CLHIA bares pre-budget wish list

by Leo Almazora12 Feb 2020

The Canadian Life and Health Insurance Association (CLHIA) has released its 2020 Federal Budget Submission, which recommended initiatives to help give Canadians access to affordable prescription drugs and secure guaranteed lifetime incomes, as well the elimination of capital tax on Canadian financial institutions.

“[T]he industry recognizes that real problems exist in our prescription drug system today,” the CLHIA said. “Improvements must address access issues as well as the cost and financial sustainability of the

System.”

Praising the federal government’s efforts to address high medication costs, including the proposed Canadian Drug Agency and the development of a national formulary, the association urged the government to “ensure the continued viability of health benefit plans that the majority of Canadians rely upon and value today.”

It also encouraged the development of a standard, scientific evidence-based list of medicines for all Canadians, whether or not they are covered under a private or public plan. And to leverage the entire buying power of the Canadian market in drug-pricing negotiations conducted through the pan-Canadian Pharmaceutical Alliance (pCPA), the association recommended that private plans be represented in the pCPA.

The CLHIA also urged the development of a comprehensive strategy for Canadians to have access to high-cost medicines for rare diseases when needed.

On the issue of guaranteed retirement income, the association commended the changes in Budget 2019 to facilitate the use of Advanced Life Deferred Annuities (ADLAs) and Variable Payment Life Annuities (VPLAs) in certain pension plans. But it noted that only members of large DC pension plans can avail of VPLAs, while liquidity requirements in TFSAs prevent them annuities.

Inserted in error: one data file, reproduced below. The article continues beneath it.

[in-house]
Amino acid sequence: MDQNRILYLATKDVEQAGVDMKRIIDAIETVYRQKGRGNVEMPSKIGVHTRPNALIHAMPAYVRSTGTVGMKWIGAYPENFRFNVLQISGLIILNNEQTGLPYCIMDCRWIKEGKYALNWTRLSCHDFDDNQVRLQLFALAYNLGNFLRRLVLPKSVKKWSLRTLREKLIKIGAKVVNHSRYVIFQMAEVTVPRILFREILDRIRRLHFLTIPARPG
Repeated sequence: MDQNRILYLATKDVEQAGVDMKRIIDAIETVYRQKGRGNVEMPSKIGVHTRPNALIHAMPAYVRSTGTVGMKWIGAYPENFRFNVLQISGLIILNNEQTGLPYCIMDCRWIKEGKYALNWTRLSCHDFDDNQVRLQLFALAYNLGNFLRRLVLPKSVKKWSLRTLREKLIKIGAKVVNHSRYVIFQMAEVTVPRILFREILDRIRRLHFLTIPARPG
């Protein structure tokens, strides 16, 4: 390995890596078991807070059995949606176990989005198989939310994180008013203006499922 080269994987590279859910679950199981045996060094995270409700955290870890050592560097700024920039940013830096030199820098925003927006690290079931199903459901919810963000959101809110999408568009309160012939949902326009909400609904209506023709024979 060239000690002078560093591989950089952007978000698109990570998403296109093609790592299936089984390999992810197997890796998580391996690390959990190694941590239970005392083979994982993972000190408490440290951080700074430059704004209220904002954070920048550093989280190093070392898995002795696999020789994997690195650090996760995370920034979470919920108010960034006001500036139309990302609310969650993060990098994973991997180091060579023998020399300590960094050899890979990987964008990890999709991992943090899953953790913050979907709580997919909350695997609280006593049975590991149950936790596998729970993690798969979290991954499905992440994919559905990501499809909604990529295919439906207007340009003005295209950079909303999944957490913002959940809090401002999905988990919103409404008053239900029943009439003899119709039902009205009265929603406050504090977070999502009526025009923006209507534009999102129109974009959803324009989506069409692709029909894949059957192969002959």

The CLHIA called on the government to permit VPLAs to pool participants from all registered retirement plans, and that liquidity requirements in TFSA rules be waved for Canadians to use TFSAs supplement retirement savings.

And while the association recognized that strong capital requirements are needed to protect consumers and taxpayer-funded bailouts, it noted that Canada remains the only G20 country to also impose a tax on financial institutions’ capital, with life insurers paying over $2 million in federal capital taxes on top of income taxes on corporate profits.

“While the CLHIA has repeatedly advocated eliminating this tax, the introduction of a new regulatory capital framework in 2018 has further increased the need to eliminate the capital tax burden of life insurers,” it said.

“[It] is time for the Government to eliminate capital tax on Canadian financial institutions to enhance their competitiveness,” the association said, calling for a complete elimination of the tax in the short term or its phaseout over a reasonable period.

The CLHIA also declared its support for climate change mitigation, saying it looks forward to continue working with the government on the issue.